There are, of course, responses to each of these challenges offered by the proponents of attachment parenting, which has been brought to my attention by my friend Donna Tabas. Regarding nutrition, they remind us that infants under the age of six months who are exclusively breastfed need unlimited access to the breast to optimize the mother/infant breastfeeding diad to provide optimal milk supplies, especially during growth spurts. They point out that prolonged nursing and child-led weaning which extends nursing into and even through toddlerhood is, they argue, biologically normal, as evidenced by the average weaning ages worldwide, and that it is only Western modern society that has redefined weaning in the first year as socially normal.

Regarding the readiness to respond to the cries of the baby under eighteen months old, proponents of attachment parenting refer to Erik Erikson’s theory of psychosocial development, specifically the trust versus mistrust theory, which claims that this period is the most critical period in a person’s life, during which time the child learns whether or not they can trust the people around them to attend to his needs and comfort him when he is frightened. If a child successfully develops trust, they can learn to feel safe and secure in the world. Caregivers who are inconsistent, emotionally unavailable or rejecting during this critical period contribute to feelings of mistrust. Failure to develop trust will result in fear and a belief that the world is inconsistent and unpredictable. This theory disputes that it is possible to spoil an infant less than one year of age by timely responses, though, I have to admit, I have my strong doubts.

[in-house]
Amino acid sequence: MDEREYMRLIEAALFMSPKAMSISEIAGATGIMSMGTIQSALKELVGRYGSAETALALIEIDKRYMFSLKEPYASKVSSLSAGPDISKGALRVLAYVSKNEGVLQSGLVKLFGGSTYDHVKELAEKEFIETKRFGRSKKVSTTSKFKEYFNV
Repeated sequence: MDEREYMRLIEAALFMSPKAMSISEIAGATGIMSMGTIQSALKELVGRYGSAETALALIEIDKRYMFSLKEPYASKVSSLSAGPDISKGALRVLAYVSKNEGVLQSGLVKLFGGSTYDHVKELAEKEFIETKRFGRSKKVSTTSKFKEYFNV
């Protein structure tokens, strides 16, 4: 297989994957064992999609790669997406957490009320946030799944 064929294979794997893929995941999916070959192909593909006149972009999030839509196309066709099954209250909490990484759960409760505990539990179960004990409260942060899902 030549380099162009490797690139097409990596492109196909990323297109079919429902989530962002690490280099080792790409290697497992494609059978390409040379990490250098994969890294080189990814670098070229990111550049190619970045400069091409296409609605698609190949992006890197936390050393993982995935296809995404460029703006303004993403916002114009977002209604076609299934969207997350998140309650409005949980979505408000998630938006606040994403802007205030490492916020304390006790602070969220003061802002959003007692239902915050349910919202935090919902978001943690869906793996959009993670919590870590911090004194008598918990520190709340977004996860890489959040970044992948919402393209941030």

Regarding the issue of fathers feeling robbed of a wife, they propose that attachment parenting should not be exclusionary for the father, but rather that he plays an important role in the new triad that the birth of the child has created. Instead of feeling replaced by the baby and being perceived as an outsider, his support and presence is critical as he participates in the baby-wearing and timely responses that the infant requires as well, giving his wife a reprieve from the continual needs of the child. As he supports her as only he can, he strengthens and bolsters her so that she can have energy to give him as well, in the context of their marital relationship. In addition, what is created by his participation as well is a sharing of the new bond with the child as a threesome, enhancing the new identity, expansion, and strengthening of the growing family as a unit, which is a collection of individuals who cohere to comprise something larger and more special than themselves.

Regarding the issue of the impact of attachment parenting on intimacy in the marriage, proponents of attachment parenting claim that sexual liaisons need not only occur in the bed, and that in fact, being “evicted from the bed” for sexual contacts creates new and exciting opportunities to enjoy sex in new locations and at unconventional times, that actually fuel eroticism. Erotic barriers create lust, and the kitchen floor or countertop can begin to be reframed as a sexy spot in the house. If the marital bond is strong, and the father assists the mother with meeting the increased demands of the infant instead of it all falling on her shoulders, she will be more interested in devoting energy and time to their own intimate needs as a couple, further enhanced by the bonds of new shared experiences of parenting their baby.